Publication date: 2008 Edition
Published by: Simon & Schuster
Genre: Fantasy (YA)
Ironside is the sequel to Tithe, the story of 16 year old Kaye Fierch, a girl who can see and talk to faeries. In the first book Kaye was to be given up to the Queen of the Unseelie (Dark) Court as a ‘Tithe’ (a human sacrifice) in order to buy the solitary fey 7 more years of independence. One night she encountered a faerie in trouble in the woods. That faerie was Roiben, first knight of the Unseelie Court, and Kaye saves his life, leaving him in her debt.
In the second book Nicnaven, Queen of the Unseelie Court, has been defeated and Roiben has declared himself king. Roiben once belonged to the Seelie (Bright) Court but was given up by his queen, Silarial, as a truce for peace between the rival courts. Roiben had been forced to become cruel and commit countless murders under Nicnaven’s command, which has hardened him. He has not forgiven Silarial, to whom he was once devoted, for her betrayal and they have become enemies. As a result, war between the rival courts is eminent.
Roiben is not only indebted to Kaye for saving his life, he is in awe of her for the part she played in the downfall of Nicnaven, and he has fallen in love with her. His subjects are unsupportive of the match as Roiben is gentry (of the ruling class) and Kaye is considered to be beneath him. They also think his affection for her is a weakness that could lead to his downfall. Silarial is also aware of his affection for Kaye and hopes to use it against him…
If you were as much of a fan of Tithe as I was (click here for my review) then you will love Ironside too. It is of the same standard of writing with great characters. A sweet friendship develops between [the ridiculously named] Corny and Kaye. They team up with Luis, a mortal guy who has ‘the sight’ (can see through a faery’s glamour) and can heal humans who have been inflicted with injuries/curses made by faeries. The brave three are pretty defenceless against the fey but that doesn’t stop them from doing battle with the worst of them. Kaye is the heroine of this novel. She doesn’t have the strength or the power to fight the fey but she does have a weapon; the ability to outsmart them (an advantage which to some extent has been gained by being raised in 'Ironside') . Spoiler alert: [It is how she was able to help defeat Nicnavin in book 1, how she manages to complete what is considered an impossible quest that, unless achieved, would force a separation between her and Roiben, and how she is able to unravel Silarial’s plot to defeat Roiben in battle.]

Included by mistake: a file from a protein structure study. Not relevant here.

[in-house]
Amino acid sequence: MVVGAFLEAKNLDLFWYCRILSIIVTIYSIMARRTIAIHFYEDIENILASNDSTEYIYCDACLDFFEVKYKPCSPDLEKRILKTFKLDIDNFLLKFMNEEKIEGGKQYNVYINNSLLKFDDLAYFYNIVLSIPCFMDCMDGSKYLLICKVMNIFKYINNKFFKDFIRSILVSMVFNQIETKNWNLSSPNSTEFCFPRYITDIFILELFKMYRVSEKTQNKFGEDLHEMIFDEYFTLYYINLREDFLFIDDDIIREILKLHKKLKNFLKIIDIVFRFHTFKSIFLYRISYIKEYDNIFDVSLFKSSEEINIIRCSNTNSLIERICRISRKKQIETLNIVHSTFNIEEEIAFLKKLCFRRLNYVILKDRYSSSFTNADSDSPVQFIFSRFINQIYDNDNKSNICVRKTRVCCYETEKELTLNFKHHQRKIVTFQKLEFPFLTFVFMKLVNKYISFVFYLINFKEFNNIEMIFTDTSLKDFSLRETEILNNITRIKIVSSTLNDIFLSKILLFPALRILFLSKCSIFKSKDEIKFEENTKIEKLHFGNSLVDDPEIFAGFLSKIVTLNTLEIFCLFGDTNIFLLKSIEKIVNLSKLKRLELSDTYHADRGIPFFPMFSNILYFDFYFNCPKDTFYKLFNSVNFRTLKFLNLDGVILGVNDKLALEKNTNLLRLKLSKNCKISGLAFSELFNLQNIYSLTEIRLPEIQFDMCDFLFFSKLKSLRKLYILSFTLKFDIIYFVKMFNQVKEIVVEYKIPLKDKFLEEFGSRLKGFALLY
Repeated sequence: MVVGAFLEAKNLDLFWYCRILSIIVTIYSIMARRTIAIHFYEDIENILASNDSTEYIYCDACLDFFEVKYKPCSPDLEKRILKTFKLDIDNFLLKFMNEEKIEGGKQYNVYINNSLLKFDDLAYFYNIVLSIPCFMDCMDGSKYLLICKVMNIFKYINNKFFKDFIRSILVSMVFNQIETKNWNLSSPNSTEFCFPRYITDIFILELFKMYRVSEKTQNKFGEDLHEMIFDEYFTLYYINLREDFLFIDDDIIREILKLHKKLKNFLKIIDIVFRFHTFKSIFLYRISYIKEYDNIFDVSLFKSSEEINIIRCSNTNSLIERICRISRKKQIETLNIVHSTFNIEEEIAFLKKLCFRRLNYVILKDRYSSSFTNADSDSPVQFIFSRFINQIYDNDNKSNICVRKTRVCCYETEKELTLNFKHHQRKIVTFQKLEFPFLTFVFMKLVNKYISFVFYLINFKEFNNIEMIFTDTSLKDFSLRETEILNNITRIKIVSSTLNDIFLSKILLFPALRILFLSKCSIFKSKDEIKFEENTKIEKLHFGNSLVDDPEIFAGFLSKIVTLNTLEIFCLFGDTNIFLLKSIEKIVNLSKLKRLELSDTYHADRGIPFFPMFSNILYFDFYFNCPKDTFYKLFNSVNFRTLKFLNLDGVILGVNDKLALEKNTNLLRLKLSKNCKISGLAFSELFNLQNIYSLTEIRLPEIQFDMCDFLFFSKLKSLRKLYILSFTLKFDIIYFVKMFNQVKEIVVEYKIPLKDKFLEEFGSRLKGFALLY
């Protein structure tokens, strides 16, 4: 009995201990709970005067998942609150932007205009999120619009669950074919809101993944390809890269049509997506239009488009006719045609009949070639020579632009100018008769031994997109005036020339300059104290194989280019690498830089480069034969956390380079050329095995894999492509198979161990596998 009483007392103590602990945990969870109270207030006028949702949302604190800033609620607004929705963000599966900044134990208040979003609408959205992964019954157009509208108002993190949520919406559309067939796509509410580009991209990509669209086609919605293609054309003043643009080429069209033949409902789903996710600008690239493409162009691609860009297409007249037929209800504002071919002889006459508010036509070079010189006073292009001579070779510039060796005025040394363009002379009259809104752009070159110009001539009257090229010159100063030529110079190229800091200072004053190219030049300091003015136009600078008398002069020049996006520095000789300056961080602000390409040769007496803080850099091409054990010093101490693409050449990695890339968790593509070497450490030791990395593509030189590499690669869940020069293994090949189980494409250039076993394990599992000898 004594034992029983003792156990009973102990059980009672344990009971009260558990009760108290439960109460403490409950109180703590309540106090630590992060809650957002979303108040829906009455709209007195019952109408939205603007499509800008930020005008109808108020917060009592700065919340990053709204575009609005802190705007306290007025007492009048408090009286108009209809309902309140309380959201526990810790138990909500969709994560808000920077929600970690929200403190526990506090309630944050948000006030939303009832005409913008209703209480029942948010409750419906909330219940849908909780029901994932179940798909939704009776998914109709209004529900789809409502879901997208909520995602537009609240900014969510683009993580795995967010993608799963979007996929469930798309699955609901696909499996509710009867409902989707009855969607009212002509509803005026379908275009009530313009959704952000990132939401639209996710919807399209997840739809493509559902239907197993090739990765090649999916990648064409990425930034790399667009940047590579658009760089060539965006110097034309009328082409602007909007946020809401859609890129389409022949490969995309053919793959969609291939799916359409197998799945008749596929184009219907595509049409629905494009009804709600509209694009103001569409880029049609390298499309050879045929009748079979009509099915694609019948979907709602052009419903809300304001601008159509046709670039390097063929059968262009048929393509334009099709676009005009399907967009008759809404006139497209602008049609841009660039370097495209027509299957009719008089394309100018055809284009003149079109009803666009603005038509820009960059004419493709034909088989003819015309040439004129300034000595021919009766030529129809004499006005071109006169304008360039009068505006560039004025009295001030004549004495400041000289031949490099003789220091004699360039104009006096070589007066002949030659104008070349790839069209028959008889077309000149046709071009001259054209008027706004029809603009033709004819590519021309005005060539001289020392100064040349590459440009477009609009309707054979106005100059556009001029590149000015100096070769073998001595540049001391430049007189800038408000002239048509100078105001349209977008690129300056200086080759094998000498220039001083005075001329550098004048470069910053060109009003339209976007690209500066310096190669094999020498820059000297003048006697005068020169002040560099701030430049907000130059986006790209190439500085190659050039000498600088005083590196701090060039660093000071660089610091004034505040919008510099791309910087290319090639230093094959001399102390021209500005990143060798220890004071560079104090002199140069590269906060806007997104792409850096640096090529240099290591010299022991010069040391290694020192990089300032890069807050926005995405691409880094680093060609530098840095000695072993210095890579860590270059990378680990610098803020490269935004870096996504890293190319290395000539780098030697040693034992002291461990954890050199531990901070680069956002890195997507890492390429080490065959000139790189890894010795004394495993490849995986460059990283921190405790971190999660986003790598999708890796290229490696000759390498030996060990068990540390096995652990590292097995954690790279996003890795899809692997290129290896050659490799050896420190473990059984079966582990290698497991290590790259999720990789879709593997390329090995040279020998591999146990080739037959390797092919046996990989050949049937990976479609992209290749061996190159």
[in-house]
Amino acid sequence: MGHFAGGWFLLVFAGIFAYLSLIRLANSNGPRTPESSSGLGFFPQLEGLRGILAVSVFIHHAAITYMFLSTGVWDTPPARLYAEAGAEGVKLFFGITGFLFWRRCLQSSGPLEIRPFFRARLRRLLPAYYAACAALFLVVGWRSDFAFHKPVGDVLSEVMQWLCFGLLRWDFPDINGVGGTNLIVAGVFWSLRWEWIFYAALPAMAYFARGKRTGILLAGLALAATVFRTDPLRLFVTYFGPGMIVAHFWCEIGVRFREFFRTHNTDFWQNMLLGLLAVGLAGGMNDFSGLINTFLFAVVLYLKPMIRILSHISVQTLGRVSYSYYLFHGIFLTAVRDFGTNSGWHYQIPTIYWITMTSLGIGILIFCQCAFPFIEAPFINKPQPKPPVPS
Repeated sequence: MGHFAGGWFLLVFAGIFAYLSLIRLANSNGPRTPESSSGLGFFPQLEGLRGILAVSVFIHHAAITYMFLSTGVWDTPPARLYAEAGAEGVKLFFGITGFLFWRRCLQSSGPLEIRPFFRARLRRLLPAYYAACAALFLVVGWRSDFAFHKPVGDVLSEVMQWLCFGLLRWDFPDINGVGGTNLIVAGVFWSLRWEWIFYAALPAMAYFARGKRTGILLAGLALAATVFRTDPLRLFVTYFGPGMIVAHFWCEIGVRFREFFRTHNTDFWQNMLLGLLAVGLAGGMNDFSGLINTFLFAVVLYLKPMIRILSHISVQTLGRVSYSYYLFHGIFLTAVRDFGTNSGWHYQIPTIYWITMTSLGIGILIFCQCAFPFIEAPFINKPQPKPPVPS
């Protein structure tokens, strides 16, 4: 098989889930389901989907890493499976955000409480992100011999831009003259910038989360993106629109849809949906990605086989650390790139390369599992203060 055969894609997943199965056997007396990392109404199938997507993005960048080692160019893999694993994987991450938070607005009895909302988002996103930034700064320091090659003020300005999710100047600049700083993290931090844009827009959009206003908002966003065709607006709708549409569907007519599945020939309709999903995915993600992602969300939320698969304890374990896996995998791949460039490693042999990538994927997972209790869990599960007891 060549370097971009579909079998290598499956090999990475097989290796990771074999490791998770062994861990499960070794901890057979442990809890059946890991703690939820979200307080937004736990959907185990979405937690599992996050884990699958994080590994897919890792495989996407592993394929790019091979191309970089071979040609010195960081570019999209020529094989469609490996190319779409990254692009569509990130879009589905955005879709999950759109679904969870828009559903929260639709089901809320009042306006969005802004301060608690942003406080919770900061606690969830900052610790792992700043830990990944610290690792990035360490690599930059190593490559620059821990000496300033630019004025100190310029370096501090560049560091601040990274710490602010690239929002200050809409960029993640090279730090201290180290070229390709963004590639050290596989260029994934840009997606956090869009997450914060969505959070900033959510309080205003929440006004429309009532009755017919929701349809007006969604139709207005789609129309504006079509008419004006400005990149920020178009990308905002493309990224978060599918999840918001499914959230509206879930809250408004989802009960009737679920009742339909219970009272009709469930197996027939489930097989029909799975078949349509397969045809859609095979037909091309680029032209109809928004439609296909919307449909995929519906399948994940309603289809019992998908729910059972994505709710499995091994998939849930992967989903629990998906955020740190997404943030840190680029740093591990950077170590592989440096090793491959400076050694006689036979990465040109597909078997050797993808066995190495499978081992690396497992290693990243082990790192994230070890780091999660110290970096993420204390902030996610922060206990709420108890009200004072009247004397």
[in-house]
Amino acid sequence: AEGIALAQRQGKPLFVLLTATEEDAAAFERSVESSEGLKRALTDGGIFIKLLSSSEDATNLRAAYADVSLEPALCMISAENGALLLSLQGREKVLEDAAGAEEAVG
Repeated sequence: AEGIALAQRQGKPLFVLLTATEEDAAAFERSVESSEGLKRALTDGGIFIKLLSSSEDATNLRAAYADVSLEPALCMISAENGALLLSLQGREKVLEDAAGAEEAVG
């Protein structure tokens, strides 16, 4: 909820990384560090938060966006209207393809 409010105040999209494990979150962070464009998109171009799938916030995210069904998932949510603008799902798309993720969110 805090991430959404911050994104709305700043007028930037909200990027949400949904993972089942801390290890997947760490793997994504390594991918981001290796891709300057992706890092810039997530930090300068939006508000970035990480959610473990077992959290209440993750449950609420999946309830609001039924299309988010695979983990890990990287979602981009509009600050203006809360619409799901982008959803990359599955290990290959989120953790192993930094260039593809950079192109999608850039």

Although it is clear that Roiben would never revert back to his former self, there was the potential to show how he was 'softening' as a result of Kaye's influence that wasn't demonstrated enough in my view. He tells her she is changing him but the examples were lacking. Also, the romance between Roiben and Kaye is very subtle, perhaps too subtle for some. A lot is left unsaid, which could leave you unsatisfied. However, the romance that blossoms for Corny and Luis is more focused on, and may fill the void if the former doesn’t measure up to one’s expectations (for the open-minded reader, that is). It was very nicely done in my view.
Only two of three in the Modern Faery Tale series is about these characters and I am left wanting more. I am yet to read Valiant which is a standalone story. I have no doubt I will enjoy that one too.